Hi, I've bought a 2006 Peugeot 407 SW 1.6 diesel from Northen Ireland simply because of better spec and better price. However I found this VRT thing to be very unfair but we can not avoid this. How do revenue calculate used cars open market selling value? No matter what spec I would try to input into their website it come back with same open market price valuation (+- few hundrends), surelly basic level and top level spec cars doesn't cost same? And also I found their valuations to be a bit overvalued. No matter where you look, what websites or garages you call in there is very litlle cars with price tag on revenue website. Is this to generate extra cash into exchequer? Can you argue with them? I have valued my 407 on motorcheck website and top value in excellent condition is nearly 1000 euros less than revenue quotes!!! and if it's poor condition car (lowest valuation) is whooping 3000 euro off revenue open market price. Thank you.
Shane Teskey - October 27, 2010 at 3:07 pm
Hi Vaidas, Thanks for your question. The calculation of an OMSP is more or less 'Top Secret' at Revenue headquarters however you do have the right to appeal their calculation once the VRT has been paid. I've heard that most of the appeals are upheld so it's definitely worth filling out the paperwork. Don't forget to show them your motorcheck report!
Vaidas - April 05, 2011 at 11:40 am
just would like to share my joy that my appeal to revenue regarding VRT calculations were approved and I've got decent refund. So everyone if you imported car from uk and not happy with they calculation it is worth trying your best. Include detail description of your car, state of your car, print plenty of web ads both from private and garages with asking prices, do mentionn that prices stated is asking price and not actual market prices which depends on your bargaining skills and don't forget to include vehicle valuation from Believe you me it's worth it. If I saved nearly 500 euros from 1900 euro VRT - you can too!
pat jackson - October 15, 2010 at 9:38 am
Hi Shane , I'm thinking of importing a Land Rover Freelander 2 GS TD4 AUTO in December. It's exactly 1 year old with 10,000 miles on the clock . I understand the G/KM is 214 what's that likely to set me back in a VRT payment?
Shane Teskey - November 01, 2010 at 5:13 pm
Hi Pat, I ran your car through the Revenue's VRT calculator and got a VRT price of 9,476 Euro. Ouch! I hope you're getting it at a bargain.
paulius - October 26, 2010 at 5:31 pm
I used you site to check vrt on a 2004 Citroen Picasso(147G/KM) and it came in at €2100but on the site the cheapest was €5400 and VRT €1066. Why such a big different on prices?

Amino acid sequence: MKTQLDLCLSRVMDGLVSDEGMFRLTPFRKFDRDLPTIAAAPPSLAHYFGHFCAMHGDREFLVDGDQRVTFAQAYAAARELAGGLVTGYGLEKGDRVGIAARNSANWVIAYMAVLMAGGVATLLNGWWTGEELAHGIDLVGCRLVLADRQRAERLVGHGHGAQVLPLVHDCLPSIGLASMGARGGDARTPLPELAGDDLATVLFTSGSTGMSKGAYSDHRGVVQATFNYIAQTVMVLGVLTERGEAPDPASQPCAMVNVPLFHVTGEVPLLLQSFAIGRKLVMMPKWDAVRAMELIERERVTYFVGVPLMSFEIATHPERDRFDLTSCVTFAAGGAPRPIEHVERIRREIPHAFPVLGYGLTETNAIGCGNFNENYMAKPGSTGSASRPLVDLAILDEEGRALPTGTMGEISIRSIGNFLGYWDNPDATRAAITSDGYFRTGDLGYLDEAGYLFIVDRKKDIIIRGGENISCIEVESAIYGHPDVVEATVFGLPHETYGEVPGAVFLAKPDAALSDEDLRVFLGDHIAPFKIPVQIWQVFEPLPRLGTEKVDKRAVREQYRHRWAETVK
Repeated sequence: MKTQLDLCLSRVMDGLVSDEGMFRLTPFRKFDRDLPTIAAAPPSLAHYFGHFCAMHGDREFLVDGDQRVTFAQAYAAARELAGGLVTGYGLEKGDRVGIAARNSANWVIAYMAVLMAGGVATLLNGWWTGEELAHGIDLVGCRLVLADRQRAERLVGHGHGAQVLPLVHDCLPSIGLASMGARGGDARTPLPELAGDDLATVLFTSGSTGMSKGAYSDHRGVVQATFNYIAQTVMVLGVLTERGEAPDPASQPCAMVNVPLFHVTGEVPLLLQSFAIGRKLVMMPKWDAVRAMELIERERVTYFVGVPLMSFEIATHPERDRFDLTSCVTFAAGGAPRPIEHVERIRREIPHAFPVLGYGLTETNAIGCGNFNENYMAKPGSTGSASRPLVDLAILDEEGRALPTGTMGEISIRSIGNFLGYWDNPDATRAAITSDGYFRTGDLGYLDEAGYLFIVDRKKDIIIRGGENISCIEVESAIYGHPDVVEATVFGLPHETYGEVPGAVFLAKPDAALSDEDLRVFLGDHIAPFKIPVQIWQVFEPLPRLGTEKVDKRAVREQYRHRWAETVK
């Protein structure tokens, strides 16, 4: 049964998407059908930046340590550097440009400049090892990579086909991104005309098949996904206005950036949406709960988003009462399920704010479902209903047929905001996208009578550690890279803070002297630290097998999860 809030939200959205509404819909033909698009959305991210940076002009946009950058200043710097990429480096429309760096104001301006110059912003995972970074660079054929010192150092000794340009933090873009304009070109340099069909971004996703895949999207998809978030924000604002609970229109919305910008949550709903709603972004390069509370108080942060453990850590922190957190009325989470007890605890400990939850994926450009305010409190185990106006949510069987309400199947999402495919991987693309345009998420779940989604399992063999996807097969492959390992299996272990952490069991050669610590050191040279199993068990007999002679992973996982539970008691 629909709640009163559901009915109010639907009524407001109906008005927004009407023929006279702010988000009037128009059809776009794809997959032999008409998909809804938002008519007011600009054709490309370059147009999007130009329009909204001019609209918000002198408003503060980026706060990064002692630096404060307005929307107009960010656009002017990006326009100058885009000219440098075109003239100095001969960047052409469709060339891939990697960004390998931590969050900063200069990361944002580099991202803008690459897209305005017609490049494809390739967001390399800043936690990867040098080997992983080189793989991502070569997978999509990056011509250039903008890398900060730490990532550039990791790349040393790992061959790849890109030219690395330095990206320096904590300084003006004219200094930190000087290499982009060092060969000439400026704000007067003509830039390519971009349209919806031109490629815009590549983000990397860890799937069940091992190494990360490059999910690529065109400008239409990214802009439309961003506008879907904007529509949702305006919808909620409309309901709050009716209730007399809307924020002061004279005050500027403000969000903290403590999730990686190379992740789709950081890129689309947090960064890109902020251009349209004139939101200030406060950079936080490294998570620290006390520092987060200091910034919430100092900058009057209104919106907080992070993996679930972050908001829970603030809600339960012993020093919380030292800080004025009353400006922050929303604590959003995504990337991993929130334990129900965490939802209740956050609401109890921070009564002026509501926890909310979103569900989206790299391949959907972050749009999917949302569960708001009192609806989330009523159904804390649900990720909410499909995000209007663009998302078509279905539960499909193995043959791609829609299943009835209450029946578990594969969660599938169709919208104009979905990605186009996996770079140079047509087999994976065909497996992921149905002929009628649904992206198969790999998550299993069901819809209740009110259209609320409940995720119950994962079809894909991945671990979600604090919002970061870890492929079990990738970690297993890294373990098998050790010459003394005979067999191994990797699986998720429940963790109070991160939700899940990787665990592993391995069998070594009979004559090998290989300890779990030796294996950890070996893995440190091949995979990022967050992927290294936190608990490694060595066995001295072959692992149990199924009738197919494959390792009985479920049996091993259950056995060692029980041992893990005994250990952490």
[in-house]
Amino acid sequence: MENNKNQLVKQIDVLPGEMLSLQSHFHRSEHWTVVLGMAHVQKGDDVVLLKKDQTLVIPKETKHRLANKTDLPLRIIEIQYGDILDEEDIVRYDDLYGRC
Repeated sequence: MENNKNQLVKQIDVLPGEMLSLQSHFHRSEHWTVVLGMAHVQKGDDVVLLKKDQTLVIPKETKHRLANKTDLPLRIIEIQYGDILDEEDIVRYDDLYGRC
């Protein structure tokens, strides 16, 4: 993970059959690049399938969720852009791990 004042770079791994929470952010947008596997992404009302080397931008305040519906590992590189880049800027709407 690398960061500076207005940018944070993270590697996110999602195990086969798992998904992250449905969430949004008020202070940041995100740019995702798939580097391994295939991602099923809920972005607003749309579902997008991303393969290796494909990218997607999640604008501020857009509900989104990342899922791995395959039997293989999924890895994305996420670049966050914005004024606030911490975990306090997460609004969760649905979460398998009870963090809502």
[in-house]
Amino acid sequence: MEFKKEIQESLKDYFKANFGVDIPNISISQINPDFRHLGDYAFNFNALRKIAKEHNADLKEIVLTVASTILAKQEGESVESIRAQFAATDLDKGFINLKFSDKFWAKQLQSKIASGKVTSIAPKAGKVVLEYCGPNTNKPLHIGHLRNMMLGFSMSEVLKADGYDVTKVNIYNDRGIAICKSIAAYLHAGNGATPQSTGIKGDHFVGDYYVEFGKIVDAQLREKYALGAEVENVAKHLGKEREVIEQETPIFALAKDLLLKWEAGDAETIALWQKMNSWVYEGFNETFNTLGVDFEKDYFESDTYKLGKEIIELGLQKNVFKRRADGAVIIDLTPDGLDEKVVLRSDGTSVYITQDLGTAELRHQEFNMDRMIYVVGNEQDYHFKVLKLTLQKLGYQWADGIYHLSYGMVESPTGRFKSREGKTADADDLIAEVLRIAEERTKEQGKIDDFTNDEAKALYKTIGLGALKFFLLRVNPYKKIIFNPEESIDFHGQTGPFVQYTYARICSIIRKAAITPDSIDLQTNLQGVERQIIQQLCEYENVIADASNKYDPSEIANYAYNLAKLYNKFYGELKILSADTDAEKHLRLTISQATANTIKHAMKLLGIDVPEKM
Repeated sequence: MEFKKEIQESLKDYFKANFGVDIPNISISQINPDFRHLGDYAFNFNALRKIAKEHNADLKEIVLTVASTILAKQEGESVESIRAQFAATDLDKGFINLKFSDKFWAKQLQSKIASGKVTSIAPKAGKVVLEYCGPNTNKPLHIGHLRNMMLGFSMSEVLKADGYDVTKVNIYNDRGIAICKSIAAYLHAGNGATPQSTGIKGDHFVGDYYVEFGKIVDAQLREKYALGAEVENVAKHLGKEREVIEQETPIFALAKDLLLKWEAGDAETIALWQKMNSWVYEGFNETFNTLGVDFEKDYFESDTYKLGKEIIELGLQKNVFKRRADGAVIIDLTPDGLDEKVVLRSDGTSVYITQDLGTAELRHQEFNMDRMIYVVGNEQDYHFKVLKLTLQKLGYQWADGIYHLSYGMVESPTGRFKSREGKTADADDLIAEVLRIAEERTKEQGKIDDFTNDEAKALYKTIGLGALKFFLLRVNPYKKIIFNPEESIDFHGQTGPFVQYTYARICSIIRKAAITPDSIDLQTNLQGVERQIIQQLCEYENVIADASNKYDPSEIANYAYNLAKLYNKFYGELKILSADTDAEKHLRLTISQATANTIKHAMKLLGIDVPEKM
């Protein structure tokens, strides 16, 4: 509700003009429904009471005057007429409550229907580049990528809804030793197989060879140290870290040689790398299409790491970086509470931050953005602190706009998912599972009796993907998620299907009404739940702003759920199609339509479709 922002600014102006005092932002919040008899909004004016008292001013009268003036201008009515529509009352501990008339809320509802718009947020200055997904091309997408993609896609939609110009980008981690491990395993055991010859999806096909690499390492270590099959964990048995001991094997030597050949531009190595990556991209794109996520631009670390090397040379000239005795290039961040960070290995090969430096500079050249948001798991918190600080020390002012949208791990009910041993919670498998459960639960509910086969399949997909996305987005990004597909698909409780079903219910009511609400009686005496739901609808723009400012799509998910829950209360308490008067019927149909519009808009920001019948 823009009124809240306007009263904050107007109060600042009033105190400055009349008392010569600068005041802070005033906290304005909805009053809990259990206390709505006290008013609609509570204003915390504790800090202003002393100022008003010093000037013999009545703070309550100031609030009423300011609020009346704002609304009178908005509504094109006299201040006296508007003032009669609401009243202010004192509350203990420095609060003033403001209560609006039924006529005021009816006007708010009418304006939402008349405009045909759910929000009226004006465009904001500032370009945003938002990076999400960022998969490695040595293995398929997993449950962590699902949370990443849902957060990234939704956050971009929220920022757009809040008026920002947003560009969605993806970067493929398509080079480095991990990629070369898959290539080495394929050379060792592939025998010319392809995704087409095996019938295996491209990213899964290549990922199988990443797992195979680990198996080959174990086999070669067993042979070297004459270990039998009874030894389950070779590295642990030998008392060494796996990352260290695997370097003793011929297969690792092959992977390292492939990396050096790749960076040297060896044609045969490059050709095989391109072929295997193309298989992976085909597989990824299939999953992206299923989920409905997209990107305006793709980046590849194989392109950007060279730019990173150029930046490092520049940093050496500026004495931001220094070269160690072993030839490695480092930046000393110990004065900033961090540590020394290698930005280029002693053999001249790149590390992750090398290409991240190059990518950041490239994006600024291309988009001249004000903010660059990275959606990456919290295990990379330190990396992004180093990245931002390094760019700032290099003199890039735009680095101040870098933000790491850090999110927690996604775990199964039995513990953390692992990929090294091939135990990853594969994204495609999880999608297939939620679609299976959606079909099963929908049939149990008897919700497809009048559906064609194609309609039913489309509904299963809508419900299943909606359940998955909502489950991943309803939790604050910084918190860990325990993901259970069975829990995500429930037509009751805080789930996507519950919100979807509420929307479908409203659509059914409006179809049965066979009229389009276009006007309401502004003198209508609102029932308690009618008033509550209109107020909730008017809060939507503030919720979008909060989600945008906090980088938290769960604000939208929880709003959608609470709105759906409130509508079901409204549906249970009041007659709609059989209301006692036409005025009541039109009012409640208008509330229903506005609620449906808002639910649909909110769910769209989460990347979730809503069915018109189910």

Charlie Kelly - October 26, 2010 at 8:53 pm
Hi, I just bought a 20 year old motor home on English plates, sent off reg documents and they have being returned saying they're unable to issue a registration document to the Irish republic. As I bought the vehicle in the Republic wouldn't the previous owner be liable to pay the vrt as he was the one who brought it here, but never changed it over? I now have to change over vehicle and pay vrt, any thoughts?
Shane Teskey - November 01, 2010 at 5:03 pm
Hi Charlie, By right the person who brought the vehicle into the country should have paid the VRT on it within 24 hours of bringing it into the state. However, you bought it with English plates on it so I assume you thought there could be some import duty owing? I'd be surprised if it was a large amount given that it's 20 years old. Did you get a figure from Revenue yet?
James - November 04, 2010 at 7:03 pm
Hi There Shane. Dunno if you can help me.....I sold a car to a motor dealer who owes me 2k of it! is there anyway I can check to see whether the VRT has been paid? I'm not interested in the amount but more so the date that it was paid as I am taking the guy to court. Any help appreciated. James
Shane Teskey - November 05, 2010 at 10:48 am
Hi James, I've sent you an email with some suggestions. Regards, Shane.
James - November 05, 2010 at 1:58 pm
Email on the way ...Thanks Shane
Liam - November 07, 2010 at 12:37 pm
Hello Shane,what do they mean by chargeable enhancements/accessories and how do they value such items/
Shane Teskey - November 17, 2010 at 10:35 am
Hi Liam, By chargeable enhancements they're referring to specification that wouldn't have been on the car as standard equipment in Ireland. In terms of calculating the cost it differs for each manufacturer but generally speaking Revenue will be able to access the price of most options directly from their own database or from the manufacturer. They will then include the value of these options when calculating the Original Market Value (OMV) which when combined with the CO2 value ultimately determined the VRT due on the car.
David Charlton - December 12, 2010 at 10:03 am
Hi Shane, I was thinking of buyng a 2007 Suzuki Grand Vitara 1.9 DDiS 5 door in the UK and bringing it back to Ireland. I have tried the VRT calculator and it asks for 'Statistical Code' but I cannot find anywhere on the revenue site or the web to get this code. Do you know of a place where I can get the SI code for a vehicle? great work on the advice you give out to us. Regards David
Vincent - January 05, 2011 at 2:29 am
Hi there, I've a petrol carina, on english plates, its been off the road since i got it ( i know there could be ramifications), the car on the open market is worth around 500/600 euro today,, VRT Calculator has an OMSP of €2,000, and the VRT is €650, the car is 14 years old ???? Can you explain? Is this a mistake?
Vart - January 17, 2011 at 3:51 pm
Hi Shane, Is it common for UK dealer (NI mostly) to take southern reg cars on trade-in (albeit one that was originally UK reg'd) Thanks, just found the website - looks v. good Regards
mary - January 31, 2011 at 4:27 pm
i was wondering i have moved from n .ireland down south i took audi a4 through with transfer of resident i was wonder how long do i have to keep it before i can sell it as i have another baby and need bigger car if i sell it will i have to pay the vrt then that i got free